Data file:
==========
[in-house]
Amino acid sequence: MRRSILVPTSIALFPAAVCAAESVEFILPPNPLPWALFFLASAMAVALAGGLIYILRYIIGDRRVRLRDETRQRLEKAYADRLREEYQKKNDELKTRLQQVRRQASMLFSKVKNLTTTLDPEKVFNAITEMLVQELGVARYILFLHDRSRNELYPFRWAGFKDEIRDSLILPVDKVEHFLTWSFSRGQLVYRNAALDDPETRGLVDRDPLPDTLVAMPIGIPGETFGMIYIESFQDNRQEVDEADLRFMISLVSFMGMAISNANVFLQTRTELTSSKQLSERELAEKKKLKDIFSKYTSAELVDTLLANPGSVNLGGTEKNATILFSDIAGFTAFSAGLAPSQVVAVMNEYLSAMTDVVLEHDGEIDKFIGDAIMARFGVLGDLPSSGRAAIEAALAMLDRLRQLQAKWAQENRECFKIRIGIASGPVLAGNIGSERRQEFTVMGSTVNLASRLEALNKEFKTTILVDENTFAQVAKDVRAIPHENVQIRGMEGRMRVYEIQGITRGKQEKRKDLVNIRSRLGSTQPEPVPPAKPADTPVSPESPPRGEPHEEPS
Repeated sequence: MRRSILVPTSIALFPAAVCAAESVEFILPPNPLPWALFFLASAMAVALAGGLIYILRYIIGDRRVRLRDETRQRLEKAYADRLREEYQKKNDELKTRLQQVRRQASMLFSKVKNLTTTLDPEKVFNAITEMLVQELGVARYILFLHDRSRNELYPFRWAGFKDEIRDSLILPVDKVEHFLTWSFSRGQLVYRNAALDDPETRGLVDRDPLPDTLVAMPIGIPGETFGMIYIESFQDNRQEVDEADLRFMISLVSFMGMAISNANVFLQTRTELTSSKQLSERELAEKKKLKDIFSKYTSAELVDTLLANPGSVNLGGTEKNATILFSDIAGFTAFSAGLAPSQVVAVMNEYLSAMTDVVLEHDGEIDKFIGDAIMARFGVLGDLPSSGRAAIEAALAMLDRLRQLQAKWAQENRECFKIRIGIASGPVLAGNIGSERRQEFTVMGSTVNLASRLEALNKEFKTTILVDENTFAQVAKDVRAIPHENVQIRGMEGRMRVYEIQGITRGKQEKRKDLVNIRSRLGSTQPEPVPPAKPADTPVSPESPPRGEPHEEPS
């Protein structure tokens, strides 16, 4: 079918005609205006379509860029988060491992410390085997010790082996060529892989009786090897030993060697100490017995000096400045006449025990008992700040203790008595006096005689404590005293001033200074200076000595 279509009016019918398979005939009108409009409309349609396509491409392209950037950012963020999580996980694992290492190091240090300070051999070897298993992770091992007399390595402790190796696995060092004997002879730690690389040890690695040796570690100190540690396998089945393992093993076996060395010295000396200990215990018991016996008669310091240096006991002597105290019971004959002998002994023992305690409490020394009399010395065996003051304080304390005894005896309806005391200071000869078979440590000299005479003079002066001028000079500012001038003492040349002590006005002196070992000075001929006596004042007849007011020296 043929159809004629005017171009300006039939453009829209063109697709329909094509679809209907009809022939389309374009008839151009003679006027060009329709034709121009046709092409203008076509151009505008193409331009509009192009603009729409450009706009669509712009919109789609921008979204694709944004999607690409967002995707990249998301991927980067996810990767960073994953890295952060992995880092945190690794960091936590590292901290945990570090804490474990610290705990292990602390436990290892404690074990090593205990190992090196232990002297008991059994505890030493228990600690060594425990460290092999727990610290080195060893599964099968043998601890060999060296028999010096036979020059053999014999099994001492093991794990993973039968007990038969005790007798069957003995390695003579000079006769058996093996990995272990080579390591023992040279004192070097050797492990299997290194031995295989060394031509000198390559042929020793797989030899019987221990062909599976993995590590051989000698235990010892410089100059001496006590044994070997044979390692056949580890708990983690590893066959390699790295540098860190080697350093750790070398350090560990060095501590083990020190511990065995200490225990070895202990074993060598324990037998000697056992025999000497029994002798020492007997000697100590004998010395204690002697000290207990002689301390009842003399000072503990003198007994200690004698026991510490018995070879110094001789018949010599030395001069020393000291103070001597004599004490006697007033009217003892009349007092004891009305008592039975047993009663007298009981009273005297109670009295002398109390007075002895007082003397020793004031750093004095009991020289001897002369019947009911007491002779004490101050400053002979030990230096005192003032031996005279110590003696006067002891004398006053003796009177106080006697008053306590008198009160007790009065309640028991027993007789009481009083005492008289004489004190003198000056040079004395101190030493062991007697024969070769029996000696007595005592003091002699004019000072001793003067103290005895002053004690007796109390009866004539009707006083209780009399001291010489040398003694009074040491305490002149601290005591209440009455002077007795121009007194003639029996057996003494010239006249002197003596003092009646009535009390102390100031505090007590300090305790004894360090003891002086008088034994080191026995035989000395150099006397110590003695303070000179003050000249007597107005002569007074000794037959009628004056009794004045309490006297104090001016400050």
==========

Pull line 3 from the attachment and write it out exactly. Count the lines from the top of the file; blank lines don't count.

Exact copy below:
Repeated sequence: MRRSILVPTSIALFPAAVCAAESVEFILPPNPLPWALFFLASAMAVALAGGLIYILRYIIGDRRVRLRDETRQRLEKAYADRLREEYQKKNDELKTRLQQVRRQASMLFSKVKNLTTTLDPEKVFNAITEMLVQELGVARYILFLHDRSRNELYPFRWAGFKDEIRDSLILPVDKVEHFLTWSFSRGQLVYRNAALDDPETRGLVDRDPLPDTLVAMPIGIPGETFGMIYIESFQDNRQEVDEADLRFMISLVSFMGMAISNANVFLQTRTELTSSKQLSERELAEKKKLKDIFSKYTSAELVDTLLANPGSVNLGGTEKNATILFSDIAGFTAFSAGLAPSQVVAVMNEYLSAMTDVVLEHDGEIDKFIGDAIMARFGVLGDLPSSGRAAIEAALAMLDRLRQLQAKWAQENRECFKIRIGIASGPVLAGNIGSERRQEFTVMGSTVNLASRLEALNKEFKTTILVDENTFAQVAKDVRAIPHENVQIRGMEGRMRVYEIQGITRGKQEKRKDLVNIRSRLGSTQPEPVPPAKPADTPVSPESPPRGEPHEEPS